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Common Core State [sic] Standards

 

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    Teaching Eight-Year-Olds to Sound Like Bankers
    by Susan Ohanian

    AFT Share My Lesson Common Core fulfillment mania strikes again, with a lesson on informative/expository writing (free registration required) that tries to make eight-year-olds sound like bankers.

    Warning: They may forever lose their voices in the process.

    We're told that this lesson satisfies this Common Core Standard:


    Students will be able to: Core Standard W.3.2b: Develop the topic with facts, definitions, and details. Core Standard W.3.2c: Use linking words and phrases to connect ideas within categories of information.


    There's a handout where kids can check off that they have used these words (Tell students that linking/transition words can be used to tie all their paragraphs together.
    This helps keep the flow for readers. Share with students that linking/transition words are a lot like using glue. Using linking/transition words to connect ideas is a Review Focus Skill. . . .



    List of Linking/Transition Words

    To Show Order
    (Temporal Words)


    after
    before
    during
    first
    following
    next
    second
    since
    then
    third
    while

    To Add Information:
    additionally
    along with
    also
    another
    as well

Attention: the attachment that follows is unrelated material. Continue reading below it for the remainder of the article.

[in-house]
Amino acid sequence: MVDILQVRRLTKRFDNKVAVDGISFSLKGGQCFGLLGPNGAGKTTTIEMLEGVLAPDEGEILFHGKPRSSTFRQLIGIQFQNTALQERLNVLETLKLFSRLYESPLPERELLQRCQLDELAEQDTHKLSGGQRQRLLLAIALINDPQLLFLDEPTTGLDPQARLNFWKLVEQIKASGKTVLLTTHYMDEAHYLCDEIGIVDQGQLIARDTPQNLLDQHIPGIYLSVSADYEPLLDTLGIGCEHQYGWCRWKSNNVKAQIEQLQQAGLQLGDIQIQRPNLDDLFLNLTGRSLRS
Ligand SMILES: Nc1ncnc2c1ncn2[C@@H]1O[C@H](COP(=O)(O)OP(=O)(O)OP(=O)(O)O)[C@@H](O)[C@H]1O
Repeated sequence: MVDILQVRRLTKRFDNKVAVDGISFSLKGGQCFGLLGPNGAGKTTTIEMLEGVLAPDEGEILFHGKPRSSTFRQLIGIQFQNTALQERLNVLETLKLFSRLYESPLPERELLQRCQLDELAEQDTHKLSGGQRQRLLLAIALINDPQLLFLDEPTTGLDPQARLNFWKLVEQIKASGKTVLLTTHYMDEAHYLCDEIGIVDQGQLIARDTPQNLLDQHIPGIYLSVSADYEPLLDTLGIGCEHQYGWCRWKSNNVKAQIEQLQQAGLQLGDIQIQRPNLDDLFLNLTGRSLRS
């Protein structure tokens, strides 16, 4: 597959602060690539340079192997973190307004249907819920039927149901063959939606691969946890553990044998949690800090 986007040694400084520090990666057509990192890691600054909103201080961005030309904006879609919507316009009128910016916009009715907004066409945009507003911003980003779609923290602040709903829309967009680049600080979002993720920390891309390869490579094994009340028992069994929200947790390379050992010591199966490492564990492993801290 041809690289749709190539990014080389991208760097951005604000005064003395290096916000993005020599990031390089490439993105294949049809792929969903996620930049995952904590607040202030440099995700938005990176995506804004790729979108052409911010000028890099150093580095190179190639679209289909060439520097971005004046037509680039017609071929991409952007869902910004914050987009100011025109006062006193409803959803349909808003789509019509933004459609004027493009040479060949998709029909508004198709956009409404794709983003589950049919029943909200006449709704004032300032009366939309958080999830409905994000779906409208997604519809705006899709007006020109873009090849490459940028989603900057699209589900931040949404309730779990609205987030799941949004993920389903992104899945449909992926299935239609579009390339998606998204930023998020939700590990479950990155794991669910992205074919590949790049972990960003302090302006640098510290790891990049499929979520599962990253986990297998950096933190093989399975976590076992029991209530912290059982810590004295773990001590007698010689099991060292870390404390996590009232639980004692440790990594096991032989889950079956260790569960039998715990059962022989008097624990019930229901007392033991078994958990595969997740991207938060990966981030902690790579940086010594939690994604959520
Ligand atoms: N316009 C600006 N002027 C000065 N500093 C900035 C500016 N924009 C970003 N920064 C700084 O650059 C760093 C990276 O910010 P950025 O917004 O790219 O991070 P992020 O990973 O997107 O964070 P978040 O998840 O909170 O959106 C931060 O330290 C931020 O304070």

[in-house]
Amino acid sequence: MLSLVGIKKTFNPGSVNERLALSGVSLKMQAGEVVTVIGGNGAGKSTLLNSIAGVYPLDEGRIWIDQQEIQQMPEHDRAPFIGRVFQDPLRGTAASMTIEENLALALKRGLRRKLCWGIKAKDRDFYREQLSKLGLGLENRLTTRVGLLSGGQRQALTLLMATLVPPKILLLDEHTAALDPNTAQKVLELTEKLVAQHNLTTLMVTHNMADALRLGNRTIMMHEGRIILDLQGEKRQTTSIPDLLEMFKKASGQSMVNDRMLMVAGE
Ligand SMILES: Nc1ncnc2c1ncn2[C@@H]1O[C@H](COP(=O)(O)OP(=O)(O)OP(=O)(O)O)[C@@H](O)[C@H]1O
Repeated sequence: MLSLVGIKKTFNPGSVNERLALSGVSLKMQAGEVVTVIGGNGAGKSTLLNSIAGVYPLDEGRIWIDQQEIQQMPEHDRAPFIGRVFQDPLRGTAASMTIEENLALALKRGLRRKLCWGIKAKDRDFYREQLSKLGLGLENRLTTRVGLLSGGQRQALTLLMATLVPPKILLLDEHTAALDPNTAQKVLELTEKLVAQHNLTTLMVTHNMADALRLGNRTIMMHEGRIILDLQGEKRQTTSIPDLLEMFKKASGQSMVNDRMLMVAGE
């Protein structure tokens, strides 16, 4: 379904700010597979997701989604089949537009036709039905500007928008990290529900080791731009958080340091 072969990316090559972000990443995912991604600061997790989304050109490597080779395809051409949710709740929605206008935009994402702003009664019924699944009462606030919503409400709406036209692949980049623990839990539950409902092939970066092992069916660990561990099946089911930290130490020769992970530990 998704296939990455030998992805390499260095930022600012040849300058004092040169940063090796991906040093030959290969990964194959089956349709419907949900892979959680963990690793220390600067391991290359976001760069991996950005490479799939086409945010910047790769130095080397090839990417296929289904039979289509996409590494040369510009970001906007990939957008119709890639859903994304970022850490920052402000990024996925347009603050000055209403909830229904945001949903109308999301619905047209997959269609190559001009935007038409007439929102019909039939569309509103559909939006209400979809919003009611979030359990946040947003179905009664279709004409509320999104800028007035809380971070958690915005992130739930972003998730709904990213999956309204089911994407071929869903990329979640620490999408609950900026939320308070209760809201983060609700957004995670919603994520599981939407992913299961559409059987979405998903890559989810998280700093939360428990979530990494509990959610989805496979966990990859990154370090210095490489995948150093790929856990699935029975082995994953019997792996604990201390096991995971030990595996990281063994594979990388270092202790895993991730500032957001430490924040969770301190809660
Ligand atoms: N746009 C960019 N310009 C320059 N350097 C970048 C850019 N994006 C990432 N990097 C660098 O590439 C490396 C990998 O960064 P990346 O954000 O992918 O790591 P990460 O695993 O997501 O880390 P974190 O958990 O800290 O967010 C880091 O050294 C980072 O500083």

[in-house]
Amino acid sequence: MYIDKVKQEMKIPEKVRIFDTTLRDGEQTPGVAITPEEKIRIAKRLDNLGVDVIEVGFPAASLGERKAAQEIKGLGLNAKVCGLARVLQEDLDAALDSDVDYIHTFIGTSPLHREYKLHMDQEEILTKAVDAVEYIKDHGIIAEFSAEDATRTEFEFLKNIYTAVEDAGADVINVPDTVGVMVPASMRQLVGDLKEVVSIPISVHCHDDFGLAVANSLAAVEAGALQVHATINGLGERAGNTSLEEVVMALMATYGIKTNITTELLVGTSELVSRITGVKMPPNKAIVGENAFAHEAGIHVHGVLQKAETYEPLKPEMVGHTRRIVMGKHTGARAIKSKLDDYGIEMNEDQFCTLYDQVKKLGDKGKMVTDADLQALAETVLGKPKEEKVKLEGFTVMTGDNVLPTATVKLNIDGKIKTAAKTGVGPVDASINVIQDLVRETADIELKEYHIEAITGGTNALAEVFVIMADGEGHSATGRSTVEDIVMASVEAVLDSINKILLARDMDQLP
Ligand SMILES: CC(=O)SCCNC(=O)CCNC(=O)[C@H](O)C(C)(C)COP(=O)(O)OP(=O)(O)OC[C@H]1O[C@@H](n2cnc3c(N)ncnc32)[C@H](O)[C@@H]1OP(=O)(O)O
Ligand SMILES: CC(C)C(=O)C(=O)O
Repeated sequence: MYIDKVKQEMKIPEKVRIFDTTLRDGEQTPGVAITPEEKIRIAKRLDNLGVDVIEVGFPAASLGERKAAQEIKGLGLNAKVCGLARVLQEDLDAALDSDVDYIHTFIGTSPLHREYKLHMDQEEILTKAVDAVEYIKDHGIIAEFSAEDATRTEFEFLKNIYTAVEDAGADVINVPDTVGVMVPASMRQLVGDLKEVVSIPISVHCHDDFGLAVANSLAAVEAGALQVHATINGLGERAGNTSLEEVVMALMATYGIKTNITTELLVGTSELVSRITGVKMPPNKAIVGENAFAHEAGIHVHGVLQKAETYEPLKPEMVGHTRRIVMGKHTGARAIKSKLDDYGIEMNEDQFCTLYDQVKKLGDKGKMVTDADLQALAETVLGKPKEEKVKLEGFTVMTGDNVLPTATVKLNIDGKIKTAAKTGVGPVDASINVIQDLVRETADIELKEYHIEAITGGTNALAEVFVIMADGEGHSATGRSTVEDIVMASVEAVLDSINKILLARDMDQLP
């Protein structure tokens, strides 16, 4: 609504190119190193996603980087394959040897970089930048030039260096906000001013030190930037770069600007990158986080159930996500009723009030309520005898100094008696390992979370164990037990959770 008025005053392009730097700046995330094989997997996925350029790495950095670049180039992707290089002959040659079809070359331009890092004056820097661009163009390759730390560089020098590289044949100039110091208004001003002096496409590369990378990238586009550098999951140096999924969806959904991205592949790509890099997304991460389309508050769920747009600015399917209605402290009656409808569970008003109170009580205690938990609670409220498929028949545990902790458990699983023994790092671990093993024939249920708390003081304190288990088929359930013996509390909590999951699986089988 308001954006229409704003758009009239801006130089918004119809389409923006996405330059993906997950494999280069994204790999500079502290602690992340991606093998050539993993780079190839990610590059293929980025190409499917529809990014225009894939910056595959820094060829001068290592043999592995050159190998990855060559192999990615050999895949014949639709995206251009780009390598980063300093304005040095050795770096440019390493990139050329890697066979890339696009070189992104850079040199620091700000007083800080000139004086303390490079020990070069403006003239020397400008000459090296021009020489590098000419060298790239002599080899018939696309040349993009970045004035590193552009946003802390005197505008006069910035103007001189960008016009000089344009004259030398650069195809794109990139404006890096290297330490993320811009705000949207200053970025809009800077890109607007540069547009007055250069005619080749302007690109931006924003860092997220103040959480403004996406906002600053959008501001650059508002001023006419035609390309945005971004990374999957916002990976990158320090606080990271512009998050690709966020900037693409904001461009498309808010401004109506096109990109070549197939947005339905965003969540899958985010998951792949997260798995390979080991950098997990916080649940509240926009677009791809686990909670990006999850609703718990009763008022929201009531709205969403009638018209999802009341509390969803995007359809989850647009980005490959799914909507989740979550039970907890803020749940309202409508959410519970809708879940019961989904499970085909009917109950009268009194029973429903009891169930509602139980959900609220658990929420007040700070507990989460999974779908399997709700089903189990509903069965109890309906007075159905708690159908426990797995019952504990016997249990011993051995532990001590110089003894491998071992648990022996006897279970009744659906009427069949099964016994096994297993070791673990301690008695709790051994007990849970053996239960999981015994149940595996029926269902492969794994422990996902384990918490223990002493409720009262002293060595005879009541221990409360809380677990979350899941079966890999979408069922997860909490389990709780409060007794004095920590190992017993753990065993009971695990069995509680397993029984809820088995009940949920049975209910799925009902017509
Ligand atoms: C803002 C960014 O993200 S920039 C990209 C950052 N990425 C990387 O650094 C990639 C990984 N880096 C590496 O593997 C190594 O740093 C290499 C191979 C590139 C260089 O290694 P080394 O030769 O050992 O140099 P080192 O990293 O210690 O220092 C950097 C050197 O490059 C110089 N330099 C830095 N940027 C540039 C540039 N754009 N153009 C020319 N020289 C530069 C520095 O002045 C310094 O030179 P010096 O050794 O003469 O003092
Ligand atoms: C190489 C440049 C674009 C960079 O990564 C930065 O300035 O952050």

besides
    finally
    for example
    for instance
    furthermore
    in addition

    To Indicate a Purpose or Reason
    in hope that
    in order to
    so that
    with this in mind
    because

    To Conclude:
    all in all
    as a result
    finally
    in conclusion
    in summary
    in brief
    therefore
    lastly
    to sum up
    overall


    It is perverse to encourage eight-year-olds to write this way. I just turned in a 3,750 word essay for English Journal. I didn't use a single one of these words. I'm very serious about this comment: This is not how writers write. It may well be how bankers write, but I think it's worse than misguided to foist this on to third graders. Third graders have a wonderful sense of voice, and to deliberately set out to stifle this voice, to bury it in formalism, is worse than a mistake: it's a crime, definitely qualifying for Dante's eighth circle of hell--Fraud.

    For those who can stand it, there's more at the Share My Lesson site. They promise a writing an informative/expository lesson for first grade, but I've discovered I'm not as strong as I thought: I just can't make myself go there.

    — Susan Ohanian
    blog
    March 13, 2013


    Index of Common Core [sic] Standards

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